I recently conducted several online searches for vacation deals to Tahiti, as it’s my unvisited fantasy vacation destination. I searched many sites to gather information and the for the next 10 days or so, I was amused at the consistent volume of Tahiti display and text ads that “magically appeared” on almost any website I visited. I even saw the sparkling turquoise waters and straw bungalows of Moorea (Tahitian city) on lawn fertilizer and screen enclosure sites. But this wasn’t a clever coincidence.
It’s part of a highly sophisticated process that takes place in milliseconds over the Internet and is referred to as behavioral ad targeting. It’s the practice of digital ad networks using a variety of methods to serve online ads that are relevant and unique to each Internet user based on their web browsing actions. Early e-commerce sites like Amazon used consumer web browsing behavior to showcase relevant products and Google’s original text ad targeting was primarily based on words alone, matching specific terms found in gmail accounts to related keyword terms in corresponding ad requests. But Google and social networking giants like Facebook have moved toward a more robust behavioral-focused ad targeting model which is increasing advertiser relevancy and efficiency.
Today, ad servers can display interest-based marketing content that is based on the types of pages consumers visited, the content viewed or material downloaded. However, in respect to user privacy, the major search engines like Google and Bing will not associate served ad content with sensitive search interests based on race, religion, sexual orientation, health or sensitive financial categories. Everything else is fair game.
Behavioral ad targeting technology is a billion dollar business for Google because it matches consumer purchase or interest intent with relevant advertisers. The objective is simple, designed to show the right ad to the right consumer at the right time.
Even though there’s a distinction between a consumer’s purchase intent, displayed by their search query behavior, and their socializing preferences, the most popular social networks like Facebook have also adopted the concept of behavioral ad targeting. Digital media has excelled in speeding the consumer’s adoption cycle and nowhere is that more evident than in Facebook’s real-time marketing system.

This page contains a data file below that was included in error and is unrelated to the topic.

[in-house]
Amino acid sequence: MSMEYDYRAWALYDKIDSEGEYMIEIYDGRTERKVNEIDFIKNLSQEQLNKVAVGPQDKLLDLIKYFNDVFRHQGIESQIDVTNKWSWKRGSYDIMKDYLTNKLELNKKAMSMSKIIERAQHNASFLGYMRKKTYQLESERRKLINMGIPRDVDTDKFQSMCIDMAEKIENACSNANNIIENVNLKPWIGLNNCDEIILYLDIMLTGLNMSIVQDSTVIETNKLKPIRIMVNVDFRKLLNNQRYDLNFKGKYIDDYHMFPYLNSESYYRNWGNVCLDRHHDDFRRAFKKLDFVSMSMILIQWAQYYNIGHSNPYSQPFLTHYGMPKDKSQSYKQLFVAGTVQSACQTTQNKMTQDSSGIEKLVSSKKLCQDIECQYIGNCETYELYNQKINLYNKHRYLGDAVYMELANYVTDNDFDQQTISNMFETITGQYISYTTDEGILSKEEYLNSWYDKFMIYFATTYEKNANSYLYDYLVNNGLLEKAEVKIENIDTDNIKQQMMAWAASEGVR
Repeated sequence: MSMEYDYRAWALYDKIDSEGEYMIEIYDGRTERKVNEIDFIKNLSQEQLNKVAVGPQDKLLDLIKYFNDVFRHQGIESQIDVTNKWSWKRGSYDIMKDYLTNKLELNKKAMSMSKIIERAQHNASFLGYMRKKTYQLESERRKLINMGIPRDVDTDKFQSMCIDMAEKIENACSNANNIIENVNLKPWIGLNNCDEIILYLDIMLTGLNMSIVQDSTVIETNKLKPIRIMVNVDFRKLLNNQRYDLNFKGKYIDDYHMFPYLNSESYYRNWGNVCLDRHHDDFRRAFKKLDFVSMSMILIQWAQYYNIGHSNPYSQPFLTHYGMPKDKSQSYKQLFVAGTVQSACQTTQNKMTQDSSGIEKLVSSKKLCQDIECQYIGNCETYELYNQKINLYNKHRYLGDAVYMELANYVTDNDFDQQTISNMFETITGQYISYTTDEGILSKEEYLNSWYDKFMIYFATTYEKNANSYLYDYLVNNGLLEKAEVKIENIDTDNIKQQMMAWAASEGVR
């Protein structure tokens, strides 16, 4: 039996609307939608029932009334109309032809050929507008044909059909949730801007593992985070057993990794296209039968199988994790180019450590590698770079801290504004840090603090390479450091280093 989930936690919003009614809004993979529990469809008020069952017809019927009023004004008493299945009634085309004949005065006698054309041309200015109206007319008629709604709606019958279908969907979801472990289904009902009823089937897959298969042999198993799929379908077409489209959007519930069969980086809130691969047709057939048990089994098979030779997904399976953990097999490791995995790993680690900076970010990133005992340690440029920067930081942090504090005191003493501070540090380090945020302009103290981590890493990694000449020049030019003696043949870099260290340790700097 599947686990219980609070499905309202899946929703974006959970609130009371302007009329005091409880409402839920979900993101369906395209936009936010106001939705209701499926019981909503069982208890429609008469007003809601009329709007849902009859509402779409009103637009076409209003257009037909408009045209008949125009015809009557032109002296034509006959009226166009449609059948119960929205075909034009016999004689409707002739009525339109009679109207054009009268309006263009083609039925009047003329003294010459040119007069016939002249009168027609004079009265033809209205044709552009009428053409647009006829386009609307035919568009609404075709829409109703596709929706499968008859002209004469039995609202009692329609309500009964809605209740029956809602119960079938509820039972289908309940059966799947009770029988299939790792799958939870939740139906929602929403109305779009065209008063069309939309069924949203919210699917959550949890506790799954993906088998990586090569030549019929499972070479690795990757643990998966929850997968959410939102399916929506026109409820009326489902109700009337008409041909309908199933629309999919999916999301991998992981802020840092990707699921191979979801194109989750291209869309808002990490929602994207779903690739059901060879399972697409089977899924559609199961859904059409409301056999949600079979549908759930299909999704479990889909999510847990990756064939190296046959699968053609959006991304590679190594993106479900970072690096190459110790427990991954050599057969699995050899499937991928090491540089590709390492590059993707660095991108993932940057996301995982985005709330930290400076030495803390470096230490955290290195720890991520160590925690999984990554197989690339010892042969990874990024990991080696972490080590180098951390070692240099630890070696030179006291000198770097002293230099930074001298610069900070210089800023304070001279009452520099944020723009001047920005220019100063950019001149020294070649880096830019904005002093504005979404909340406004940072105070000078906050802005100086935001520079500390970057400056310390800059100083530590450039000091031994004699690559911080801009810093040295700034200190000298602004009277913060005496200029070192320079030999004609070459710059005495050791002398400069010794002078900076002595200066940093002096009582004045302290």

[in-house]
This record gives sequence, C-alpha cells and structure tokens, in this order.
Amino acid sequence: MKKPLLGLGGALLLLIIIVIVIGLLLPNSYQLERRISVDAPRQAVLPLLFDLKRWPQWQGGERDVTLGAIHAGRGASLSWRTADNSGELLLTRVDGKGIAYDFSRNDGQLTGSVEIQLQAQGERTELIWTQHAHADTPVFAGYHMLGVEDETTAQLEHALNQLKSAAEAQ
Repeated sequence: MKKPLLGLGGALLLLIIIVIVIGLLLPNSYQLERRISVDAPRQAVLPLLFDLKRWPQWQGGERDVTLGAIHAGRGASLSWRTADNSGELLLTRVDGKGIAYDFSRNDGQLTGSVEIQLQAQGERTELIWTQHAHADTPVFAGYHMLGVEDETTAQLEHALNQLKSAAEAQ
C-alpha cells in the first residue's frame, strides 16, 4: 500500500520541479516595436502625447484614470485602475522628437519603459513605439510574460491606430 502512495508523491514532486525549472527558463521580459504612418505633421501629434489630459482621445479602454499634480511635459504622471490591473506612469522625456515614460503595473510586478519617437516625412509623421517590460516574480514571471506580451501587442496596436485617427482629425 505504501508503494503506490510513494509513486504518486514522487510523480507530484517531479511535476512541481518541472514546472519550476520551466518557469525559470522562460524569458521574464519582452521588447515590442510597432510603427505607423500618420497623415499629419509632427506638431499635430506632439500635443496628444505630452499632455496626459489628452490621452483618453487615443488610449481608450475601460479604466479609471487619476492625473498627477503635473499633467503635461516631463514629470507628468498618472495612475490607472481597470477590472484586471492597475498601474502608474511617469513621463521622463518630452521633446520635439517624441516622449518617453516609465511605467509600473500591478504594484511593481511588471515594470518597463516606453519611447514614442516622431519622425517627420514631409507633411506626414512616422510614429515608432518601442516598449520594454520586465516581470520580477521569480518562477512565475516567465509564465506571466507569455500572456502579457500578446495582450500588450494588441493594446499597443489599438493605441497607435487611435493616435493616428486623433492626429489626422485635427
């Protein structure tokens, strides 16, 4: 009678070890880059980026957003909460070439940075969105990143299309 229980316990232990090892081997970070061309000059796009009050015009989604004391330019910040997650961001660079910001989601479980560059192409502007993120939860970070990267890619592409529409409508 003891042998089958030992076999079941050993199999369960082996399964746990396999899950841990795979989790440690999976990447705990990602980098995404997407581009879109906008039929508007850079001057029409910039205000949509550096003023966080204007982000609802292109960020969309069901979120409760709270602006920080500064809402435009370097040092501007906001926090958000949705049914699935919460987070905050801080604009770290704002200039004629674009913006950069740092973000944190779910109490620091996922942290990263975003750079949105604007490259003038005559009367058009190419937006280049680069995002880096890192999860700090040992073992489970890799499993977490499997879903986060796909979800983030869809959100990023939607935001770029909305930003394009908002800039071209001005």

When a Facebook user updates their status, referencing their desire to acquire a particular favorite product, within minutes, a corresponding ad pops up in the sidebar offering an incentive code to purchase the very same product. And even if the user doesn’t take action, they can also “like” the brand’s Facebook page and begin interacting with the brand and its loyal followers, bringing them one step closer to purchase.
In the next phase of behavioral ad targeting already being rolled out, digital rainmakers will target the sharing of content that takes place every day on social networks. As a complement to search behavior, marketers will also serve up ads based on the content being shared and it will be an opportunity for publishers who create the original content. The new ad targeting technology platforms will reward publishers with a more precise way of monetizing their content and collecting data about how it’s being shared.When someone clicks on the share button and clicks through the relevant pop-up ad that appears, the publishers receives 100 percent of the revenues that click-through generates.
The new “ad filters” that are the core of behavioral ad targeting are positioned to increase efficiency for advertisers and relevancy for consumers.
Al Quintana, aka, The Digital Raindance is a marketing and communications expert who has developed award-winning campaigns based on measurable business value for global brands and small businesses. As an adjunct professor of marketing, his expert blog highlights best practices in digital, social media marketing and new platforms that create new customer leads, improve existing customer engagement and secure conversions. Read and register for email updates at The Digital Raindance blog.